Much have I travell'd in the realms of gold,
And many goodly states and kingdoms seen;
Round many western islands have I been
Which bards in fealty to Apollo hold.
Oft of one wide expanse had I been told
That deep-brow'd Homer ruled as his demesne;
Yet did I never breathe its pure serene
Till I heard Chapman speak out loud and bold:
Then felt I like some watcher of the skies
When a new planet swims into his ken;
Or like stout Cortez when with eagle eyes
He star'd at the Pacific--and all his men
Look'd at each other with a wild surmise--
Silent, upon a peak in Darien.

- John Keats

Keats, like most of his contemporaries, knew Homer only through the translations of Alexander Pope. Much Elizabethan literature had not been reprinted, and was therefore hard to come by. Cowden Clake, a friend and former tutor, had managed to borrow a 1616 folio of George Chapman's translation of Homer through Leigh Hunt. Keats and Clarke pored over the calf-skin folio until dawn, rereading favorite passages, amazed at how Chapman's translation brought the stories to new life.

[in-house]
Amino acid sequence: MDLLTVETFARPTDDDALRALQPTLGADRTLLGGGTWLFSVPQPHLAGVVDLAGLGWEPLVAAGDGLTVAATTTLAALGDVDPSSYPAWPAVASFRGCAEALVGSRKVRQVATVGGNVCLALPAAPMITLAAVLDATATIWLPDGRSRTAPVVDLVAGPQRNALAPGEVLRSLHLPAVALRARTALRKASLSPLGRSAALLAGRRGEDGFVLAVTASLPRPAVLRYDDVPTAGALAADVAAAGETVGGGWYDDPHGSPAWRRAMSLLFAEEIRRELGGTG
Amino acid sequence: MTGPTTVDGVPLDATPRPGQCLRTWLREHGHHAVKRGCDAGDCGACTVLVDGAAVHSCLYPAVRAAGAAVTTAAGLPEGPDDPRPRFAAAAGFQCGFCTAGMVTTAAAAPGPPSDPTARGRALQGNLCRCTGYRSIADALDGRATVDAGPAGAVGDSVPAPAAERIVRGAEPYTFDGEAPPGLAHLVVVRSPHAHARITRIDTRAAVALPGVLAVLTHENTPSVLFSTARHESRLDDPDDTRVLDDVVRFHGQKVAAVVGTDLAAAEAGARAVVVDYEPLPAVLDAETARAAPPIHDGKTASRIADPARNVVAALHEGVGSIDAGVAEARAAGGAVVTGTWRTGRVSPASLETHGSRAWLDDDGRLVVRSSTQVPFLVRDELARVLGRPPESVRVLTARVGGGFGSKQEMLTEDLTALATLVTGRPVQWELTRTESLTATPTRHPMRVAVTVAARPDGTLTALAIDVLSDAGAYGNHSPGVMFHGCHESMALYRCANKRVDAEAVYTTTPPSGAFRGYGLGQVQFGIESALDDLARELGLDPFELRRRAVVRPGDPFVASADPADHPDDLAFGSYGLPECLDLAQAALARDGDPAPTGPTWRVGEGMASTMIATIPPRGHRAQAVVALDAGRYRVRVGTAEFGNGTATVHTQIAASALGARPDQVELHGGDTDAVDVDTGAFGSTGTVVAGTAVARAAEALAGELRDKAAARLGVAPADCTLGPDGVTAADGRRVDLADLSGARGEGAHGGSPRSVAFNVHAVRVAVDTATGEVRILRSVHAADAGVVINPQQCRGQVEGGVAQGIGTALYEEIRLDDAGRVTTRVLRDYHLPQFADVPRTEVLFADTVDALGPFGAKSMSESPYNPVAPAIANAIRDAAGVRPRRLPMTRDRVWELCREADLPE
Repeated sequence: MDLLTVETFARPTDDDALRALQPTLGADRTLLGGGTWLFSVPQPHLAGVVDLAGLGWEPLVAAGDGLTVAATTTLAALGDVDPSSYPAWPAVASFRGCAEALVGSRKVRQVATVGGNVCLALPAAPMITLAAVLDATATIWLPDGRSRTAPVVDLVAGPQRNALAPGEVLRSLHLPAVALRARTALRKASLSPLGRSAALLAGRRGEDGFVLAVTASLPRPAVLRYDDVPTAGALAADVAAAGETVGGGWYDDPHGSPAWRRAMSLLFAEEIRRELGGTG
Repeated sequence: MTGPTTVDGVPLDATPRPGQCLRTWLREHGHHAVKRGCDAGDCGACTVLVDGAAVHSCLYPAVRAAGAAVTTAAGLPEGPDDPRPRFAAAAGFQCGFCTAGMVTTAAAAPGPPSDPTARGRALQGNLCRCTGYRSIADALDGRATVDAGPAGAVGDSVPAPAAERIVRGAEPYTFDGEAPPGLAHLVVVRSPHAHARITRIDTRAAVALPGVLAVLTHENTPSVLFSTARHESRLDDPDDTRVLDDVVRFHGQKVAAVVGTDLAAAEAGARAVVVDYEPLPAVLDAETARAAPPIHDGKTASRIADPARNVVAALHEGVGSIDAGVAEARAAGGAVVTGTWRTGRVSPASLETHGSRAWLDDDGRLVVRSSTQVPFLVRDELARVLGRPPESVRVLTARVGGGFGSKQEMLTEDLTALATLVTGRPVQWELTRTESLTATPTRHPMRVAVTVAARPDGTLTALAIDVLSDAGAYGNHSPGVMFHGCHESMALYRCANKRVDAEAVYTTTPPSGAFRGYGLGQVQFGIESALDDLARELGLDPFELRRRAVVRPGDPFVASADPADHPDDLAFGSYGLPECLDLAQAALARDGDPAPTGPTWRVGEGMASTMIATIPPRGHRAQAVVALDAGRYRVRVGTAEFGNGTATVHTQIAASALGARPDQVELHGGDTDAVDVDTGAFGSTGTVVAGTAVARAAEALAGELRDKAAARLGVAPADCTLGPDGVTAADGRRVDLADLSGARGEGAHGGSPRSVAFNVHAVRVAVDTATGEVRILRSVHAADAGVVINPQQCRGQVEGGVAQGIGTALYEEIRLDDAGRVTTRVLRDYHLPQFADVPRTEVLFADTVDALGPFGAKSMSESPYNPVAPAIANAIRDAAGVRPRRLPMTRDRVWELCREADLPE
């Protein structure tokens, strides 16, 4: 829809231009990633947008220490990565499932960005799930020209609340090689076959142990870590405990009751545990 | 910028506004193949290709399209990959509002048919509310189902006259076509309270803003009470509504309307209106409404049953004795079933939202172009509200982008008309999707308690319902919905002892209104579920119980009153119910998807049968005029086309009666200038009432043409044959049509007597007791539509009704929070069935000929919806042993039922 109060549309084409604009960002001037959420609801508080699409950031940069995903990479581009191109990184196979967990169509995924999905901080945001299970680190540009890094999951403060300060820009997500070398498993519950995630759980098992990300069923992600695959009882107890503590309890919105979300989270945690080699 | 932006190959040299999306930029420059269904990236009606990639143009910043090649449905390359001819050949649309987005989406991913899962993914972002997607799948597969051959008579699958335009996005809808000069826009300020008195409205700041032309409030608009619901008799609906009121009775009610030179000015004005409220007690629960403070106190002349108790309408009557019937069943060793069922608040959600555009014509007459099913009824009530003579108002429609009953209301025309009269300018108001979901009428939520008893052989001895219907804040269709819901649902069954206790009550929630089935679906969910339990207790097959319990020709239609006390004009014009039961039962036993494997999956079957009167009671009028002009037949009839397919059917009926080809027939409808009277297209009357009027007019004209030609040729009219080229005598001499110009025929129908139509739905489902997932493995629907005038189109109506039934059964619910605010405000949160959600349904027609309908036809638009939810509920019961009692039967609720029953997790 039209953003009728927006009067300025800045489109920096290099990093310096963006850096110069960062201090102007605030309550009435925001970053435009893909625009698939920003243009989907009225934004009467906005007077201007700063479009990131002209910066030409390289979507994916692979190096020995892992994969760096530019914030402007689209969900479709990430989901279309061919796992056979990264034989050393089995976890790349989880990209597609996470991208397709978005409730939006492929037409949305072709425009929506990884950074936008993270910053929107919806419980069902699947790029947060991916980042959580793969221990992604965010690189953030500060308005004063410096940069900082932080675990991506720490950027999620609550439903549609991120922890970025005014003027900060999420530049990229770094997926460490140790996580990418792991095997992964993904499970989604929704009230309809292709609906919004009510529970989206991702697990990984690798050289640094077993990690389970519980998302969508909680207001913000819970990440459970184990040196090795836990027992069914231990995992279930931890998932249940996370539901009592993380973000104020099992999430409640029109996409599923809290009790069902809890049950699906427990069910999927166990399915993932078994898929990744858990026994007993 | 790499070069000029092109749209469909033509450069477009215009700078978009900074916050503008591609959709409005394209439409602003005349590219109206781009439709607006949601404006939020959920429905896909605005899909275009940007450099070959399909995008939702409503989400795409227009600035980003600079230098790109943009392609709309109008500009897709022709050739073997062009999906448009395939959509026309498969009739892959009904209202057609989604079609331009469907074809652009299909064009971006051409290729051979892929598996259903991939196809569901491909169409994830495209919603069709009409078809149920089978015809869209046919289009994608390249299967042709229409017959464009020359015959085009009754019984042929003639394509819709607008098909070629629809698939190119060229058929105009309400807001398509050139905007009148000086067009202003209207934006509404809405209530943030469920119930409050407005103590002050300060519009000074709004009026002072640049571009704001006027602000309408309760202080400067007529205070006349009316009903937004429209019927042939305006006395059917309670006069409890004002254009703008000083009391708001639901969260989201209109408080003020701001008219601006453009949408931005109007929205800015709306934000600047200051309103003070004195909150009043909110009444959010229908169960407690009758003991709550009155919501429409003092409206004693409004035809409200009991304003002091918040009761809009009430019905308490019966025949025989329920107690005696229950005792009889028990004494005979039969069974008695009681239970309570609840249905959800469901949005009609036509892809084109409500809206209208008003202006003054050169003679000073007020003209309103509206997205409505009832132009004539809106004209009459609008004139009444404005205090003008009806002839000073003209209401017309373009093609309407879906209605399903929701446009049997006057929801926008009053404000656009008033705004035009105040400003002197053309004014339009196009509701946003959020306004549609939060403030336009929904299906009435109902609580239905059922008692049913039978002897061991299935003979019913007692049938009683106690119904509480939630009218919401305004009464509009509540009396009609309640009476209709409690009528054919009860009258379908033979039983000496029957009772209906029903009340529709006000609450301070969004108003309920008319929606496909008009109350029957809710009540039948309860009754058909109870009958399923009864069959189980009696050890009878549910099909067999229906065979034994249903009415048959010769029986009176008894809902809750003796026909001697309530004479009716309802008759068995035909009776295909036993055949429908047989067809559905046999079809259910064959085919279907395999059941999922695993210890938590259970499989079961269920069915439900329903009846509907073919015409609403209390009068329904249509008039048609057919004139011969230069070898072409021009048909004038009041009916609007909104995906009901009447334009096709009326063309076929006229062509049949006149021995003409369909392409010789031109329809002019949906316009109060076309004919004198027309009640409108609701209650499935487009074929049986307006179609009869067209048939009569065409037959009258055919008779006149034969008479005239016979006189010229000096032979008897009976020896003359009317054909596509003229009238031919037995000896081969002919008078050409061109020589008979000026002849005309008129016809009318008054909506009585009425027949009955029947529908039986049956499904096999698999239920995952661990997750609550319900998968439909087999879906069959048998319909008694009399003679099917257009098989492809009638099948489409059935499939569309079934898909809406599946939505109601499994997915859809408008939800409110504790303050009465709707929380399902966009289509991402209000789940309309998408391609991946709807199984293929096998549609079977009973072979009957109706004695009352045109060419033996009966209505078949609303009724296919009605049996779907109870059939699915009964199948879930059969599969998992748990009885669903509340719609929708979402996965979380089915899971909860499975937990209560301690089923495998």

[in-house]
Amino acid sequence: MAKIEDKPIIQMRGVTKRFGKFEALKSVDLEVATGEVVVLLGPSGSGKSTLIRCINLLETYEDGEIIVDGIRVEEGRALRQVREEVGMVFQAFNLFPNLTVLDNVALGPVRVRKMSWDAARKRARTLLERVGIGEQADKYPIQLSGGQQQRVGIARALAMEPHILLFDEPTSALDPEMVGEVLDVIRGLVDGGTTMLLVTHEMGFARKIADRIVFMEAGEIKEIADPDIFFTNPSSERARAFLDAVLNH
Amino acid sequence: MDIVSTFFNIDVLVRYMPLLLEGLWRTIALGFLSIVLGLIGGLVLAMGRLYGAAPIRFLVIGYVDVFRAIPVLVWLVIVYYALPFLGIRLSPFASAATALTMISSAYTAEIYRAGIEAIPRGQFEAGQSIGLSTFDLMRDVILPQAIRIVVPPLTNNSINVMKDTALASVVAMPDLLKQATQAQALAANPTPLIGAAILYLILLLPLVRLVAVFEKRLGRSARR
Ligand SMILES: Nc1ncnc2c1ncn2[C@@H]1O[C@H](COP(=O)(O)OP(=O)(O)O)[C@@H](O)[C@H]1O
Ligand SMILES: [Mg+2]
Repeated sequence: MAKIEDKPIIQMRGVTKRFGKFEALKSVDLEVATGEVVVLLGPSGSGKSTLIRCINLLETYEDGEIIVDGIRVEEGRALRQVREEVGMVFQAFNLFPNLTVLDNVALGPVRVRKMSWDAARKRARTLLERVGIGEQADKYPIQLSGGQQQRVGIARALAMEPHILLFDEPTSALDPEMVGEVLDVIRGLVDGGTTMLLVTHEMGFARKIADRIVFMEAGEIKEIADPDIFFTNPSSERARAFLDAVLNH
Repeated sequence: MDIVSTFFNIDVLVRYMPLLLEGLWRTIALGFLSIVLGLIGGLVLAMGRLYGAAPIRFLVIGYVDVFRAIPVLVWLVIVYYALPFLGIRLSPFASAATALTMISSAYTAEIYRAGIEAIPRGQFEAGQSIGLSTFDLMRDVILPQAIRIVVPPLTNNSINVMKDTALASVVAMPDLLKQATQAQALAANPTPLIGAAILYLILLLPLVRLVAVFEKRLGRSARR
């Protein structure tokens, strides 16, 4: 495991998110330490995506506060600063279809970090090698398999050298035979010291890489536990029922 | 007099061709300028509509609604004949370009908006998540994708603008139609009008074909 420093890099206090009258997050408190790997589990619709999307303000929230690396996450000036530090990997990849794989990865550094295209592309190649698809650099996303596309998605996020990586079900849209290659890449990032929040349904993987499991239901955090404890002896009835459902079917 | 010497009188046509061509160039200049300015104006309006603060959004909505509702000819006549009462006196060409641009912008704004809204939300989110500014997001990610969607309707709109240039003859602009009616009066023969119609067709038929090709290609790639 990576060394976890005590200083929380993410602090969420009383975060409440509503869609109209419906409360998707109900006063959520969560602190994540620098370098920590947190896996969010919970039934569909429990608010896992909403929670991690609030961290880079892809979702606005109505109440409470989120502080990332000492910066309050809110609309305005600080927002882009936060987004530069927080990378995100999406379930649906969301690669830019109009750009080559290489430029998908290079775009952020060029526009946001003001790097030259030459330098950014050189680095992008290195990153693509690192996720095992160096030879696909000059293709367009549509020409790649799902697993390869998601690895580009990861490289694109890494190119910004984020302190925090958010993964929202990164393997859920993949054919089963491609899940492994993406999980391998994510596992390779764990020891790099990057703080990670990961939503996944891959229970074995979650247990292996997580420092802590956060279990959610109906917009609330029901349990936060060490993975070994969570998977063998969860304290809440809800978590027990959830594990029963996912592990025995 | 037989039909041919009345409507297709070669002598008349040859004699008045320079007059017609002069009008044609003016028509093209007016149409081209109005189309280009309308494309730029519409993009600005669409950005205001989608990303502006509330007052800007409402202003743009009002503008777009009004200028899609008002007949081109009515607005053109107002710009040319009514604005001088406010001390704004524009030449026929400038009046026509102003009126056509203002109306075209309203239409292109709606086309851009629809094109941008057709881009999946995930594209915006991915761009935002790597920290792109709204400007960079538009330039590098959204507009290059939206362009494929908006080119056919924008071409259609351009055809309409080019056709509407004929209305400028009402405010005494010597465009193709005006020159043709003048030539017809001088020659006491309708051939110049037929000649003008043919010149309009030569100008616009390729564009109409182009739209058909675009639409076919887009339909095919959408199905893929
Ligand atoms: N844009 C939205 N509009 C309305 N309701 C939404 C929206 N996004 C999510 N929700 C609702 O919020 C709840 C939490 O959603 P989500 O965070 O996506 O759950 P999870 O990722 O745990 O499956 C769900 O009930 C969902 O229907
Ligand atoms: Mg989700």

When Keats got home, he wrote this sonnet, and then sent a copy by messenger to Clarke, who found it on his table when he came down to breakfast a few hours later.

Incidently, none of Keats' contemporaries noticed the historical error. Alfred Lord Tennyson was the first to point out that it was Balboa, and not Cortez, who was the first European to discover the Pacific Ocean.

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